FTC cracks down on mobile cramming operation

ID-100128578Paying the cellphone bill is expensive enough without someone tacking on extra charges for services you don’t use and never asked for. The Federal Trade Commission (FTC) just announced it is taking action against a mobile cramming operation that billed consumers tens of millions of dollars without permission.

The FTC complaint seeks to shut down the operation and recover money for consumers. The complaint alleges that Lin Miao and Andrew Bachman used a number of companies to pitch things like love tips, fun facts and celebrity gossip in text messages. The defendants allegedly placed monthly subscription fees for these “services” on consumers’ bills without permission.

The practice known as mobile cramming, counts on that fact that consumers don’t always closely look at their monthly statements, or that if they do, consumers might assume the charges are legitimate.

In addition to cramming charges on consumers’ bills, the defendants allegedly used deceptive website offers to get consumer phone numbers they could use to sign people up for services without their knowledge. One example involved telling visitors to a website that they had won Justin Bieber tickets which they would receive after filling out a quiz. The quiz included their phone number. They never received the tickets, but were likely signed up for a paid service.

Consumers were continuously billed until they noticed the charges and unsubscribed. Charges were typically $9.99 per month and were listed on bills with names like “77050IQ12CALL8663611606” and “25184USBFIQMIG.”

Getting refunds was often difficult, with refunds promised that never arrived or only partial refunds being delivered. With refund requests as high as 40 percent in some months, some carriers suspended the defendants from billing consumers.

The FTC alleges that the defendants violated the FTC Act by misleading consumers into believing they had to pay for the premium text message services and by unfairly billing consumers for services they did not ask for.

Defendants are Tatto, Inc. (also doing business as WinBigBidLow and Tatto Media); Bullroarer, Inc. (also doing business as Bullroarer Corporation Pty. Ltd.); Shaboom Media, LLC (also doing business as Tatto Media); Bune, LLC; Mobile Media Products, LLC; Chairman Ventures, LLC; Galactic Media, LLC; Virtus Media, LLC; Lin Miao and Andrew Bachman.

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1 Comment

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One response to “FTC cracks down on mobile cramming operation

  1. Mark Burrows

    You know what I use my cellphone for? Well making and receiving phone calls away from home. I simply refuse to accept or even initiate the text option. When I go onto sites with my computer and they ask for my cellphone number, I never provide it. If they insist, I just put in my home fax number and let my fax machine answer any network calls. Of course they do not speak the same language, but they try. It’s kind of amusing.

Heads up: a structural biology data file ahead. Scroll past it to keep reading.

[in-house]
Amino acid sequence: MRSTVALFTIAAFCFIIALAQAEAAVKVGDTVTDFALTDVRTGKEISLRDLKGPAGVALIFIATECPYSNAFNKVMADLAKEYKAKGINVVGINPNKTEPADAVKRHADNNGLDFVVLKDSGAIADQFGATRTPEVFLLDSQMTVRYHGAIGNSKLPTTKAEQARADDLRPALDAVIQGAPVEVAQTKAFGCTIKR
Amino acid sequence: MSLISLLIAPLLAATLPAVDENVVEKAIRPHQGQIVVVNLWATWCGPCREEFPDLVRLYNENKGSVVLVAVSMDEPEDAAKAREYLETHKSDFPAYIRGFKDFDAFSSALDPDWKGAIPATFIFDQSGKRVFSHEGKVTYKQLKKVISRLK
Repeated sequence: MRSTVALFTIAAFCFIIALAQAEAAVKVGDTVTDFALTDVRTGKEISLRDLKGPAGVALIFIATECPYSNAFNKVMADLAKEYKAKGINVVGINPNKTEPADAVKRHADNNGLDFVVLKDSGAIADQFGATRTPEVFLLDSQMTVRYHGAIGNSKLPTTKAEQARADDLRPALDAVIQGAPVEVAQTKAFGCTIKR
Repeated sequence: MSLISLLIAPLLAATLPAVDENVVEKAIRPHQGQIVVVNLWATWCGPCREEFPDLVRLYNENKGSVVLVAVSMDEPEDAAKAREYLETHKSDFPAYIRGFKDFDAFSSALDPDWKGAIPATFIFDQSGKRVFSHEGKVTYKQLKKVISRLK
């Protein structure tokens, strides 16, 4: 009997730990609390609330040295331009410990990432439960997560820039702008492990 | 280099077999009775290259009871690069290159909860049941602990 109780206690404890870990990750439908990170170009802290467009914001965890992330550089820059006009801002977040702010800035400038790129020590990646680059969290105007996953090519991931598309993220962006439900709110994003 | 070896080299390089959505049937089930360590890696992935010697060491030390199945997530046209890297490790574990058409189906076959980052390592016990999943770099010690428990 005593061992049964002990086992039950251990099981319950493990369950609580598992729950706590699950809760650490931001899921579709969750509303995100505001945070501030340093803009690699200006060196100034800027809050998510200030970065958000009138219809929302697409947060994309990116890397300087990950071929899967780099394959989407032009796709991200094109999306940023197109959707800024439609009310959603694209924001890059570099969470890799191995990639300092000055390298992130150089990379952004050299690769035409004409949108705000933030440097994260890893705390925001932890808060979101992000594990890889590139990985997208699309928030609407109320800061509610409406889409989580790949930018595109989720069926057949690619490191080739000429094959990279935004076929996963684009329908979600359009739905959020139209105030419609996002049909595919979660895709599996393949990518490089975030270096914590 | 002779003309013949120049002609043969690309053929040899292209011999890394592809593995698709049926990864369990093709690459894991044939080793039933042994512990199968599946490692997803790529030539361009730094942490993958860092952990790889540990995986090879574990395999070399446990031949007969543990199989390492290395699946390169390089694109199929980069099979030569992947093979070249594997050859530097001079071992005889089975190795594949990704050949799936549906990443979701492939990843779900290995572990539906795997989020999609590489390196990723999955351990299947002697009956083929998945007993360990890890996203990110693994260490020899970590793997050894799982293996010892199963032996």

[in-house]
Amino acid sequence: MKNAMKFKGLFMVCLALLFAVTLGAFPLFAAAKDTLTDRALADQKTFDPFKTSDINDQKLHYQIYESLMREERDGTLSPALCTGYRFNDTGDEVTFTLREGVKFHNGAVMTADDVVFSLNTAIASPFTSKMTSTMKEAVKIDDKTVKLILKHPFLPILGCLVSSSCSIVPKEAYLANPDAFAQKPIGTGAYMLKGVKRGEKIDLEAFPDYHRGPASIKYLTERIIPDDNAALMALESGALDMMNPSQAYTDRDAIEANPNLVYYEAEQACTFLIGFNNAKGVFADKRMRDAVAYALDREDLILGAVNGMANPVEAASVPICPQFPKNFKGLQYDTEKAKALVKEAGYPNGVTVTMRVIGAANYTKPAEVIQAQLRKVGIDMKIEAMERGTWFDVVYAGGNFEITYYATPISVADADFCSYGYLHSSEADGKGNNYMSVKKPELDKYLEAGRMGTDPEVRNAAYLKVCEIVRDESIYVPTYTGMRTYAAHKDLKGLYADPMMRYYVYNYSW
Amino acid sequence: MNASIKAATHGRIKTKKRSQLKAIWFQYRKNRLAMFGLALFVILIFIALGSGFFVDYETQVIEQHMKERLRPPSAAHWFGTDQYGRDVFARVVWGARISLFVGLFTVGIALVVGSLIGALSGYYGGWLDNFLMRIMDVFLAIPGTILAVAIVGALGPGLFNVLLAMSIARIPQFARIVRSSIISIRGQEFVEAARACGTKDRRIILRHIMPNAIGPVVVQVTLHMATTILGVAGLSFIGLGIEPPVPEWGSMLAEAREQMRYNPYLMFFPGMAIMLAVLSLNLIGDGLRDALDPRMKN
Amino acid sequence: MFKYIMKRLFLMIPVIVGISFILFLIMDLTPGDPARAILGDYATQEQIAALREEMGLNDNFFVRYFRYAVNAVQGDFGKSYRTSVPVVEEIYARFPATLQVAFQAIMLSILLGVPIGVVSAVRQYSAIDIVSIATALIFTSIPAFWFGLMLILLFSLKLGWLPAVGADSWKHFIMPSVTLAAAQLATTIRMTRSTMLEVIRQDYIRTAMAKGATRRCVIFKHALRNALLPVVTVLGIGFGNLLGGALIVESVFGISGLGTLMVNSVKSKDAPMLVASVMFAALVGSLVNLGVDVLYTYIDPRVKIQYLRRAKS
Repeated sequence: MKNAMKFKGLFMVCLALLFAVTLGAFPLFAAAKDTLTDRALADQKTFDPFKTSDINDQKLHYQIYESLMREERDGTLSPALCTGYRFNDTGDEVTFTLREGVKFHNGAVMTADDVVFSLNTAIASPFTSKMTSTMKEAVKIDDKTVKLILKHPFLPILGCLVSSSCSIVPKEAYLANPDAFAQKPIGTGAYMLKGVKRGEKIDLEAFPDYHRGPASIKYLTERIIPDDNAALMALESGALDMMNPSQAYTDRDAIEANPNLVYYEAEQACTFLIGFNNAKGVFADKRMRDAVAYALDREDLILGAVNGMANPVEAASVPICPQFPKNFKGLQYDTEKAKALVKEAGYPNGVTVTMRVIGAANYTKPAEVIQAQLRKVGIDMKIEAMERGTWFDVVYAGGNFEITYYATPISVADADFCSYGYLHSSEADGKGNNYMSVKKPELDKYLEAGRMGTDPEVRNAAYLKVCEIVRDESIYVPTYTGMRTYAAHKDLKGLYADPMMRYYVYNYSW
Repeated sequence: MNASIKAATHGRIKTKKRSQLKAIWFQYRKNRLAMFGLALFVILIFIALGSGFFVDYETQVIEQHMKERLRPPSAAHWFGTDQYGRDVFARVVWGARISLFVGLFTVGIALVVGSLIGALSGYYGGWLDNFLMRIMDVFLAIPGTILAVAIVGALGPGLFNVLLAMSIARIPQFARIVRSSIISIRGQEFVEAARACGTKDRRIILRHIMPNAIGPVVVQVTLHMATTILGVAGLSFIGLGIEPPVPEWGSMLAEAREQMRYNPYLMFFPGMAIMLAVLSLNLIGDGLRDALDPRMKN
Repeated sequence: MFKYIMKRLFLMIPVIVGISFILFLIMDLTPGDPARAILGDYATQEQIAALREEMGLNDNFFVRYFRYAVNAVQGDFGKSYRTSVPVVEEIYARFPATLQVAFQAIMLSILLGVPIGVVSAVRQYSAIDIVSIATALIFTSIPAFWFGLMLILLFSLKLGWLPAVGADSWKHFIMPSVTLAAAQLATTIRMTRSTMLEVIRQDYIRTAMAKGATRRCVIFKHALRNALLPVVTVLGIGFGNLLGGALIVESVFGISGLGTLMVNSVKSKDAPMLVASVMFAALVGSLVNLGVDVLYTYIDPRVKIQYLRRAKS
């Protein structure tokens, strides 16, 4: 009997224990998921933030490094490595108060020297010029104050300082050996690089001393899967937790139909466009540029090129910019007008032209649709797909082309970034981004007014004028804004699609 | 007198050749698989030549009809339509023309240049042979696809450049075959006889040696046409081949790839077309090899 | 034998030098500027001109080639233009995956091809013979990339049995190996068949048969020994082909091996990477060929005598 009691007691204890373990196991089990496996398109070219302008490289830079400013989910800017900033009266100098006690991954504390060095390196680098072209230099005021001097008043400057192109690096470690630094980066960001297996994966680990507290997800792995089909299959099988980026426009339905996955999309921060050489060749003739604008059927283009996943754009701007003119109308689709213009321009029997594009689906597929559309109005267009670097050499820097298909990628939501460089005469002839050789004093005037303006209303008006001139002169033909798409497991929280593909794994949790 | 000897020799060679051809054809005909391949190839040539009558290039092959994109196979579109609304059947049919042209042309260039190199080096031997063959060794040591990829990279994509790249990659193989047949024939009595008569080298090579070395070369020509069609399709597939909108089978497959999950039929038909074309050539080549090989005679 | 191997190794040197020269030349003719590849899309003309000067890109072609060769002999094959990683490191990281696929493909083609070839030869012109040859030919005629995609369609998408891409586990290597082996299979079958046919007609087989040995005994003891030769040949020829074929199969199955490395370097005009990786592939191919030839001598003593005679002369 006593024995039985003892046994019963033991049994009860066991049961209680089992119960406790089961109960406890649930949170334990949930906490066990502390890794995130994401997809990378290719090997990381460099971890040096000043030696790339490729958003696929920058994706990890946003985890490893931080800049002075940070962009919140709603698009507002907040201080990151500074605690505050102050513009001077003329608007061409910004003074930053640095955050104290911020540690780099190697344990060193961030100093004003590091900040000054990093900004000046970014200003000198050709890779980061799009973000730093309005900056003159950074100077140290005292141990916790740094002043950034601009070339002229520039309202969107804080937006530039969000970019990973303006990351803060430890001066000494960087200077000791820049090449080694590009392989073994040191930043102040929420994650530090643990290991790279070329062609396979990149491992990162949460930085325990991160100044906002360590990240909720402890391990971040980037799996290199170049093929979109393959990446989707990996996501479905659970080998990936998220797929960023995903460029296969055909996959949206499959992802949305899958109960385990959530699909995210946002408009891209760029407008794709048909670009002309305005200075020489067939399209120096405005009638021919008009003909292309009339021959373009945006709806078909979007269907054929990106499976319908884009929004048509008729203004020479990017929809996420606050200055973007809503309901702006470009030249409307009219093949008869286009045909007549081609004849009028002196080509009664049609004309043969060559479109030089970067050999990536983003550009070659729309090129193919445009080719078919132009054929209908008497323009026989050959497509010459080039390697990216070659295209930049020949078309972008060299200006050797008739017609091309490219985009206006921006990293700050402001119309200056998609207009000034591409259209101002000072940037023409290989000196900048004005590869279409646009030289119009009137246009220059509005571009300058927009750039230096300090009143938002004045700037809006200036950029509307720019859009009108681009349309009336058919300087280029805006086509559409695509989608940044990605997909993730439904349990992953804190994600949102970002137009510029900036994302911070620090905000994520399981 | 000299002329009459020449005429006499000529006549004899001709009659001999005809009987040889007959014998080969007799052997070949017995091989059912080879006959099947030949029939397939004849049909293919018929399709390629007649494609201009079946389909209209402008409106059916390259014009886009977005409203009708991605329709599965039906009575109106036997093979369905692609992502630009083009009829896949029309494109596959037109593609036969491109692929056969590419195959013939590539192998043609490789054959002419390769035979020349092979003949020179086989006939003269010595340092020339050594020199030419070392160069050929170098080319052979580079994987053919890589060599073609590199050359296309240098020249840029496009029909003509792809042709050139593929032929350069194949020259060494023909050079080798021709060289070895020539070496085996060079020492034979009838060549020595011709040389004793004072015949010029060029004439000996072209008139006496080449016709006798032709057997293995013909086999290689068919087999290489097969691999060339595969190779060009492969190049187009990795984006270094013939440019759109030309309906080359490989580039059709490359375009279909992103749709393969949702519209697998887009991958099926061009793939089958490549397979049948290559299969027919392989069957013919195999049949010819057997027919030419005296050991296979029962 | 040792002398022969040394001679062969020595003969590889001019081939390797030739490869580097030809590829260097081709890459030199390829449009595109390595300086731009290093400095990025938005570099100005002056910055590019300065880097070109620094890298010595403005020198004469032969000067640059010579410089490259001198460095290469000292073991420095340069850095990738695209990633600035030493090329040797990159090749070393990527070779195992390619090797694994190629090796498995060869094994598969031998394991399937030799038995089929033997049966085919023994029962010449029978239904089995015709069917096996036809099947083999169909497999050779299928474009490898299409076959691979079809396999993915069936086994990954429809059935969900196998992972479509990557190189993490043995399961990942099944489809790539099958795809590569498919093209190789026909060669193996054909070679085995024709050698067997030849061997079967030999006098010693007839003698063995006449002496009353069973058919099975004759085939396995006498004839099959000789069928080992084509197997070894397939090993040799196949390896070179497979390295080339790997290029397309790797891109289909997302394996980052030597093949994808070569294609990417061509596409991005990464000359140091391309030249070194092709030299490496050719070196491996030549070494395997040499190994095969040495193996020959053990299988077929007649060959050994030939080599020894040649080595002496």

I am not interested in contests, I am not interested in using my cellphone as a confirmation device. The parameters and preferences I set up for my smart phone is for me to get out, not the world to get in. For me it works as a telephone and an internet device to look up information as needed when I am out and about. Often I have my tablet in my pocket and prefer to use that instead for internet. The only thing that comes into my phone is, phone calls from the people I know, and the odd wrong number that anyone can receive. When I’m home, the cellphone is shut off, the tablet is shut off and the computer is turned on. Before I go to bed I shut off the computer and turn on my tablet in case something pops into my head before I nod off and I need to make a note or look something up.
    Yes, some of you may defend that having one portable device that can do it all is the way to go, but I can not disagree more. Since there is no portable device that has the power of a computer yet. I am not going to haul my laptop everywhere because I no longer have to. My tablet is my information tool and I can bookmark anything I wish then retrieve it later for download on my computer. No sense in taking up the limited storage space on my tablet when I have 4 terabytes plus at home.
    Both my phone and tablet can take pictures, although it’s a touch more awkward with the tablet. On the other hand, with the tablet I have a much larger keyboard which is much friendlier than the one on the smartphone and I can transfer from one to the other easily enough then cross platform to my computer later.
    Point being, I’m not being cheap, I’m being practical. I am not paying for services I don’t want and I never go beyond my monthly limit, so if the bill is ever higher than what it is normally, I would jump all over it.
    I already had my cell provider try to jack up my rate, and I contacted them immediately and informed them that if they did, they would be in breach of the contract I signed and agreed to that there would be no increase of rate during the term of my contract, and if they so choose to breach, I would be quite eager to not only seek out a choice deal with their competitors, I would inform everyone that they are trying to pull a fast one on contract holders.
    So, it isn’t just scam artists, the major companies are tricky devious characters as well and need to be kept an eye on. If they can pull a stunt and get away with it, they will.

    Mark Burrows

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